Attorneys point to matching frame-up claims against CPD’s Guevara

SHARE Attorneys point to matching frame-up claims against CPD’s Guevara

Former Chicago Police Detective Reynaldo Guevara | Sun-Times file photo

Reynaldo Guevara spent more than 30 years as a cop assigned to Humboldt Park during some of the bloody 1990s gang wars in the Northwest Side neighborhood. The veteran detective was known to prosecutors for making cases, but the 73-year-old retiree had a different reputation among the 70-plus people who filled a courtroom at the Leighton Criminal Court Building on Monday.

Those in the packed gallery remained riveted for more than two hours during a hearing on a request for a new trial by Roberto Almodovar and William Negron, two men convicted in a 1994 murder who claim Guevara tampered with witnesses in their case.

The audience was ready with a quick reply when prosecutor Celeste Stack posed a rhetorical question and she defended the decades-old conviction, and Guevara’s detective work.

“Is [Guevara] a bad cop? Am I defending a guy like that?” Stack said, facing Judge James B. Linn.

“Yeah,” came rumbling reply from the gallery, drawing a reproach from Linn.

“Have you read the files?” Stack said, turning to the gallery, earning a reproach from the judge. “I’ve read the files, not just sound bites.”

Stack’s line of argument had been effective in turning back Almodovar’s bid for a new trial several years ago, when a witness recanted his identification, claiming Guevara had steered him to pick Almodovar and Negron out of a lineup. But the State’s Attorney’s Office may struggle to fight back a mounting number of appeals court rulings that have found that Guevara strong-armed witnesses and pinned murders on innocent men.

Linn said he would issue a ruling on whether to grant the two men a new trial on April 20.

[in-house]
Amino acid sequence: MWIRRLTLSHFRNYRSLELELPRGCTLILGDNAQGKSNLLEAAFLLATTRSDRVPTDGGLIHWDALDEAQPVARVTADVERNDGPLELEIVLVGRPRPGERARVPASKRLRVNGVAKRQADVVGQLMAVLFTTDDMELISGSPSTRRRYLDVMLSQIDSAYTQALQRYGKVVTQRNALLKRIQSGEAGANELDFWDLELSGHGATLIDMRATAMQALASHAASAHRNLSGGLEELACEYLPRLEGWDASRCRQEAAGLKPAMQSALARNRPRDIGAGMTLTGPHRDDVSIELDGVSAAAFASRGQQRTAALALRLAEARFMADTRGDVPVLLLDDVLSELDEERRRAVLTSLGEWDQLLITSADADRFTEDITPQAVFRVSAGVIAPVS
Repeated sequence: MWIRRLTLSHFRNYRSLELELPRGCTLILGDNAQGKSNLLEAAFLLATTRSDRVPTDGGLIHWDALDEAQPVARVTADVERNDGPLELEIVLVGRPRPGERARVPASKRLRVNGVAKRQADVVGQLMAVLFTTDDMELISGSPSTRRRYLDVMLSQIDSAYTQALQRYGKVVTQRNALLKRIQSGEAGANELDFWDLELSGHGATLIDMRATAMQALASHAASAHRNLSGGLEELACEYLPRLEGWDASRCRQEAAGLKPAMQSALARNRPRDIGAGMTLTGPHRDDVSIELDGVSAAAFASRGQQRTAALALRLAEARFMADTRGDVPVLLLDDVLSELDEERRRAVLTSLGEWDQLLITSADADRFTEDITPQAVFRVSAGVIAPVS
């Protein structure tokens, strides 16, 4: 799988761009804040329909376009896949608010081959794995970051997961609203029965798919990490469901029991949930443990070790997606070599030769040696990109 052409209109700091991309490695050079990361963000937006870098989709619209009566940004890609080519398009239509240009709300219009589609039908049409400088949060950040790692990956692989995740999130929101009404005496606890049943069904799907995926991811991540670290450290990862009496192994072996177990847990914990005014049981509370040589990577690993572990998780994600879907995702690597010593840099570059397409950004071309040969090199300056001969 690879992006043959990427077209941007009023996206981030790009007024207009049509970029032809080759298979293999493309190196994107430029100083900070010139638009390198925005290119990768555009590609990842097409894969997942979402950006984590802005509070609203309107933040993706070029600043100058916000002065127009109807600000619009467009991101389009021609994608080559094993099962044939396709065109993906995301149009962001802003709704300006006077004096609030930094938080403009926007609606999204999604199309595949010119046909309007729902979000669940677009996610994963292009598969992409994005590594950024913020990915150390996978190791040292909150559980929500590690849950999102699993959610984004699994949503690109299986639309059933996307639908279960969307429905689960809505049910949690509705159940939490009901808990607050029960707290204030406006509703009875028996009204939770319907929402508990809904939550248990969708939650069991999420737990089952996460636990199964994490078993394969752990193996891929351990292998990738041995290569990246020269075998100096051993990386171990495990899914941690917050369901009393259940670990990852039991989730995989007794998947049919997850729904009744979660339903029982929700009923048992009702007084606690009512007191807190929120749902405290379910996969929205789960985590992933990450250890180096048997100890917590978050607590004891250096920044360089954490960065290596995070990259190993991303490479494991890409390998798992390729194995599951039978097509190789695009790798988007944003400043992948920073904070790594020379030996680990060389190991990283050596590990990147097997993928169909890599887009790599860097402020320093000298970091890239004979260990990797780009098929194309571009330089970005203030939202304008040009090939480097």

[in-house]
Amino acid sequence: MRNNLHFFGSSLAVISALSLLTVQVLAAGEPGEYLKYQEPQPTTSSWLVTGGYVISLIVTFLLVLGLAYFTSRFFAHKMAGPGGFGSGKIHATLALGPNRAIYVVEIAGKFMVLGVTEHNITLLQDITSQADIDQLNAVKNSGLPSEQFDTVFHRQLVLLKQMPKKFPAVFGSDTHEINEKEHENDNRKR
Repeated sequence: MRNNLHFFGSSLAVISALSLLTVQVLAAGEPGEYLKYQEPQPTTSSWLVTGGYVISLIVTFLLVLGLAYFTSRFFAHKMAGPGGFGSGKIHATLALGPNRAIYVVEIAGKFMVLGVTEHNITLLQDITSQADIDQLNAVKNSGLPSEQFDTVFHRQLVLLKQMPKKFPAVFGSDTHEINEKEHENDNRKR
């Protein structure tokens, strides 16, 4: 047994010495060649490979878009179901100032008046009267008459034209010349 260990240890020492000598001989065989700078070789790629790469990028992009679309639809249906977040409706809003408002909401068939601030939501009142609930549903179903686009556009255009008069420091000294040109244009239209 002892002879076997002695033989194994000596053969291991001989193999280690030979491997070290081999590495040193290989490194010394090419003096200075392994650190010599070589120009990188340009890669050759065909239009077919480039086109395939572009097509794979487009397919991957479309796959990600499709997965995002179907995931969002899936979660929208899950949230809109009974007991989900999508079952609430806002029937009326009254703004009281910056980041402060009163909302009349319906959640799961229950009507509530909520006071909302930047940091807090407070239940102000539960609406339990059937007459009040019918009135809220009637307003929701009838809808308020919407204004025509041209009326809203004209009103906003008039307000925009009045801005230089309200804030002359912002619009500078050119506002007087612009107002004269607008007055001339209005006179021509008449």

All told, the city has paid out nearly $20 million to settle lawsuits from men who claimed they were railroaded by Guevara in the 1990s, and the city also spent an additional $1.8 million on a report that found a “handful” of cases handled by Guevara were tainted by the detective’s misconduct.

Jose Montanez and Armando Serrano sat on opposite sides of the courtroom gallery Monday, nodding occasionally as lawyers Russell Ainsworth and Jennifer Bonjean argued for Negron and Almodovar. The pair were released from prison nine months ago, after spending 23 years behind bars based on a murder conviction based on Guevara’s detective work. Almodovar and Negron have served 23 years as well, for the murders of Jorge Rodriguez and Amy Merkes in a 1994 drive-by shooting.

“We’re just supporting the cause,” Serrano said, standing beside Montanez outside the courtroom. “These courtrooms are full of corruption. I know what it’s like to spend 23 years in prison for something you didn’t do.”

Three years ago, Linn had denied Almodovar a new trial, an appeal then based on a key witness claiming that Guevara had showed him pictures of the two men and told him “those are the guys that did it.” Guevara took the stand at that hearing and denied allegations he steered witness Kennelly Saez to finger Almodovar and Negron in a photo array.

But Guevara was not in the courtroom Monday, and he has refused to testify in the case and others, following a string of appeals court rulings in cases in which witnesses say they were bullied by the veteran detective. Guevara has responded to questions about Almodovar and Negron’s case by asserting his Fifth Amendment right against self-incrimination, Ainsworth pointed out to the judge.

“The inference this court can only draw” from Guevara’s refusal to testify, Ainsworth said, “is he knows he was not telling the truth at trial and he was not telling the truth at the post-conviction hearing . . . and now he’s unwilling to stand up in court.”

Stack claims that a more likely reason for witnesses to recant is pressure from the street gangs that Guevara spent years battling on the the streets, as well as headlines about the multimillion-dollar settlements going to defendants in wrongful conviction cases.

“People do incredible things for $20 million. . . . That kind of money out there is a huge motivator,” Stack said. “So many cases and the facts are so detailed, but when you delve into it, the stories don’t hold up.”

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